Reviewed by Tanwin Tanoto

“The heart is the governing centre of a person. When used simply, it reflects the unity of our inner being, and when used comprehensively, it describes the complexity of our inner being.” A. Craig Troxel

The Bible talks a lot about the heart. From the songs of David, the new covenant that God promised His people (Ezekial 36:26), to its danger (Jeremiah 17:9). In the New Testament, Jesus also talks a lot about hearts. He deals with people’s hearts in His ministry. With more than 1000 occurrences, ‘heart’ is the most used word in the Bible to describe the inner-self. However, ‘heart’ can also be the most misused word today.

Troxel argues that the way we interpret ‘heart’ today is different from what the Bible meant – almost the opposite. “Today, heart is understood to refer to a person’s emotion. Biblically, the heart refers to the whole person, including the capacity to think.” This book explains the three functions of the heart: mind (what we know), desires (what we love), and will (what we choose).

What I love about this book is the way Troxel points everything back to Christ. By outlining the functions of the heart, Troxel also outlines the sins associated with each function. How sin limits our mind on what we know, how iniquity twists and perverts our desires, and how transgression and rebellion drive our will. As a solution, Troxel presents Jesus in His offices as an antidote for our sins. Jesus as our prophet teaches and assures our mind, Jesus as our priest redeems and renews our desires, and Jesus as our king subdues and strengthens our will.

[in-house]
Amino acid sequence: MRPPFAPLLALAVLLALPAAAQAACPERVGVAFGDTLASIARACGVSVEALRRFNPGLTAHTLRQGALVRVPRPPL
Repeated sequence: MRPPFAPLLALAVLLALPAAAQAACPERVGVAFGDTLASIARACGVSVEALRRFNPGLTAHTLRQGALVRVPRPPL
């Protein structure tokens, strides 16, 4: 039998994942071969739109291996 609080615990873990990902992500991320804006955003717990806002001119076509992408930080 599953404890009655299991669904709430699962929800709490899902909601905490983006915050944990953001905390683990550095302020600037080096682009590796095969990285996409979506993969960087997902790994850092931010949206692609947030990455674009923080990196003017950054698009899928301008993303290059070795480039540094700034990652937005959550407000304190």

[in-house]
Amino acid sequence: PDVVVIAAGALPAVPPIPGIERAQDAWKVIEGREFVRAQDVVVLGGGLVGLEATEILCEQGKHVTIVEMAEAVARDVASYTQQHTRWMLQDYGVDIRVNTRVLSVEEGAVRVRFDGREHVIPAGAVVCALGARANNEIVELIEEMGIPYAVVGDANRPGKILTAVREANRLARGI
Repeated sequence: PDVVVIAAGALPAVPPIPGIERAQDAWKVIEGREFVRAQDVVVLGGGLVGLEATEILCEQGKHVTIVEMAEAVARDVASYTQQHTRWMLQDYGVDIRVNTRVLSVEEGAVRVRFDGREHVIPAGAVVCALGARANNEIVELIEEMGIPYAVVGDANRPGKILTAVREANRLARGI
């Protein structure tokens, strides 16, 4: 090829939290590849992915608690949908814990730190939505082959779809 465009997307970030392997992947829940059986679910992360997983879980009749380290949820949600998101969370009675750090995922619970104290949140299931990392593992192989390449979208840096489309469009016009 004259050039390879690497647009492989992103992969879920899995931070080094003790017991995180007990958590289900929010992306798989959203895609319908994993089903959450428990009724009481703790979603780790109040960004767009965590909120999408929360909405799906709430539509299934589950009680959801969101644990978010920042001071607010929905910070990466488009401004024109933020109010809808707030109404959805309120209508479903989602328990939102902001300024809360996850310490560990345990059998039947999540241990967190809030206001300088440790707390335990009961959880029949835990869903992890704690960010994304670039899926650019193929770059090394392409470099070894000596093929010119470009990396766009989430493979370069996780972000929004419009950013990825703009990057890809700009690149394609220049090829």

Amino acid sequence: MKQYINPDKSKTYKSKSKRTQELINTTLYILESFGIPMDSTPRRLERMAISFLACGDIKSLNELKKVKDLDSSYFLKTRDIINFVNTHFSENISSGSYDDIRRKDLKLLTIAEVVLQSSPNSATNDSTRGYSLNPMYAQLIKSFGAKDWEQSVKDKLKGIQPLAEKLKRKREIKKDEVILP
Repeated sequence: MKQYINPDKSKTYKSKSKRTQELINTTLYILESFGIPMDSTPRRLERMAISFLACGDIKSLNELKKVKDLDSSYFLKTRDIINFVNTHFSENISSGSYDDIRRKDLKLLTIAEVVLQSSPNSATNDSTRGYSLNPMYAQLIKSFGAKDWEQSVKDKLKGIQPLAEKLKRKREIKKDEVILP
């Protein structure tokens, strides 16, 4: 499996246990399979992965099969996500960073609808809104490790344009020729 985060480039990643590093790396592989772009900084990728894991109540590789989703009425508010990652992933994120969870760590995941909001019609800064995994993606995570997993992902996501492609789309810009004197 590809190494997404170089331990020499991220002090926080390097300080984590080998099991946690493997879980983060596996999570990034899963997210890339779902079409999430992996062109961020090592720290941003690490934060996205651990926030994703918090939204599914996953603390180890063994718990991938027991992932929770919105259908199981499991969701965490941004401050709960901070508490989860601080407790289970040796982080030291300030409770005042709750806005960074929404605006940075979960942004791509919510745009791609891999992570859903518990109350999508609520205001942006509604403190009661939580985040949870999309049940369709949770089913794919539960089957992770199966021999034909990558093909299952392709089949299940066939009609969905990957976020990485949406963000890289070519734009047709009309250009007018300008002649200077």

As a minister, I find this book very helpful in helping me understand the wholeness of a person. In helping others, it is critical that we see people as a whole. Not only do we know people by their choices, but we can love and understand people better by relating to what they think and what they love. Moreover, this book also helps me shape my own pastoral heart. By understanding that my heart consists of my mind, desires, and will, I can know myself better. It also helps me in carefully reflecting on what God is forming me into.

This book is easy to read while at the same time filled with rich theological and biblical arguments. Not only is ‘heart’ the most used word in the Bible, but most of our issues are also related to our hearts. Therefore, I find this book to be mind-opening – or should I say heart-opening? I highly recommend this book if you want to learn how God transforms the lives of His people through our hearts – ourselves and those who are under our care.

Read another review by Tanwin HERE

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